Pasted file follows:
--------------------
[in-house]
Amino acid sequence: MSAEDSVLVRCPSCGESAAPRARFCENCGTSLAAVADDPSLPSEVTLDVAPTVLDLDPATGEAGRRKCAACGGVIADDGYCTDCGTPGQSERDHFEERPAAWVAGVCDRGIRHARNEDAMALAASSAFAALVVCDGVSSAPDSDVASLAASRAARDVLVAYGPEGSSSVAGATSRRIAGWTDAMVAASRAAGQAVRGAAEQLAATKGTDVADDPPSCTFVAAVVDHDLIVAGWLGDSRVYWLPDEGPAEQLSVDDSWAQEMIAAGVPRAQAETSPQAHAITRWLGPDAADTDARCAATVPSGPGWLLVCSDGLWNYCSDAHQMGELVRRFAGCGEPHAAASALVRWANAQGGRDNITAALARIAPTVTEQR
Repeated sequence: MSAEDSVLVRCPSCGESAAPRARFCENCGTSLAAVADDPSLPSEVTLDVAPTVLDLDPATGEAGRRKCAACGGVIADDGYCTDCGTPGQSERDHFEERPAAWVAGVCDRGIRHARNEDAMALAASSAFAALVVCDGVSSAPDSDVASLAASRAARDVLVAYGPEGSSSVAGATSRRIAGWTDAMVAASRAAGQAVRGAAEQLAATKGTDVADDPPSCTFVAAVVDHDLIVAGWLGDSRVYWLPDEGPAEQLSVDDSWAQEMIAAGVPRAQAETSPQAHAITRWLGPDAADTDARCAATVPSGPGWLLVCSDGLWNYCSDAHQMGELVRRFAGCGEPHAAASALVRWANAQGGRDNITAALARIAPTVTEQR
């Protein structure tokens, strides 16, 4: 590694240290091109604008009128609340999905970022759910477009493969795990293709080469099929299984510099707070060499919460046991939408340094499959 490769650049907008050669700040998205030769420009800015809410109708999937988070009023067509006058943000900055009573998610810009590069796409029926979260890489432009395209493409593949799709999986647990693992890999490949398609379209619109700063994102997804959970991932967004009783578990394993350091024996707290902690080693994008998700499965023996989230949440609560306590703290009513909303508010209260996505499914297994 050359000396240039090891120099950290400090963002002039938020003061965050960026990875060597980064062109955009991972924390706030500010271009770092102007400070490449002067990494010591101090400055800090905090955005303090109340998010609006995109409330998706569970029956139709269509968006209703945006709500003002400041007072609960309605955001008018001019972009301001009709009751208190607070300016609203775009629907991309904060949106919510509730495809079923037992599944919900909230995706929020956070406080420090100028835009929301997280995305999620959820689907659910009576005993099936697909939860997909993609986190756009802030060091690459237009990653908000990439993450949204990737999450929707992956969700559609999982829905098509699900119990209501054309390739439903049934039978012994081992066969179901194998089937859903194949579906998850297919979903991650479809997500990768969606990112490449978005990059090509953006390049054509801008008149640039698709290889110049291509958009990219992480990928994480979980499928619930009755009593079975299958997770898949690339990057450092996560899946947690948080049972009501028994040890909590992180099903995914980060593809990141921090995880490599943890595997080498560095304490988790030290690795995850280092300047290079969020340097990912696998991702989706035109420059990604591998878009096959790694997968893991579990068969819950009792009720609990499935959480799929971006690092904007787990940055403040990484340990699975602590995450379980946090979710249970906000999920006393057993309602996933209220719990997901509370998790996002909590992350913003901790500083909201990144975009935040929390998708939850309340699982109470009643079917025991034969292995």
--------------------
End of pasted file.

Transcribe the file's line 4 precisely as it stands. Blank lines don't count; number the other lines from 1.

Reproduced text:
């Protein structure tokens, strides 16, 4: 590694240290091109604008009128609340999905970022759910477009493969795990293709080469099929299984510099707070060499919460046991939408340094499959 490769650049907008050669700040998205030769420009800015809410109708999937988070009023067509006058943000900055009573998610810009590069796409029926979260890489432009395209493409593949799709999986647990693992890999490949398609379209619109700063994102997804959970991932967004009783578990394993350091024996707290902690080693994008998700499965023996989230949440609560306590703290009513909303508010209260996505499914297994 050359000396240039090891120099950290400090963002002039938020003061965050960026990875060597980064062109955009991972924390706030500010271009770092102007400070490449002067990494010591101090400055800090905090955005303090109340998010609006995109409330998706569970029956139709269509968006209703945006709500003002400041007072609960309605955001008018001019972009301001009709009751208190607070300016609203775009629907991309904060949106919510509730495809079923037992599944919900909230995706929020956070406080420090100028835009929301997280995305999620959820689907659910009576005993099936697909939860997909993609986190756009802030060091690459237009990653908000990439993450949204990737999450929707992956969700559609999982829905098509699900119990209501054309390739439903049934039978012994081992066969179901194998089937859903194949579906998850297919979903991650479809997500990768969606990112490449978005990059090509953006390049054509801008008149640039698709290889110049291509958009990219992480990928994480979980499928619930009755009593079975299958997770898949690339990057450092996560899946947690948080049972009501028994040890909590992180099903995914980060593809990141921090995880490599943890595997080498560095304490988790030290690795995850280092300047290079969020340097990912696998991702989706035109420059990604591998878009096959790694997968893991579990068969819950009792009720609990499935959480799929971006690092904007787990940055403040990484340990699975602590995450379980946090979710249970906000999920006393057993309602996933209220719990997901509370998790996002909590992350913003901790500083909201990144975009935040929390998708939850309340699982109470009643079917025991034969292995």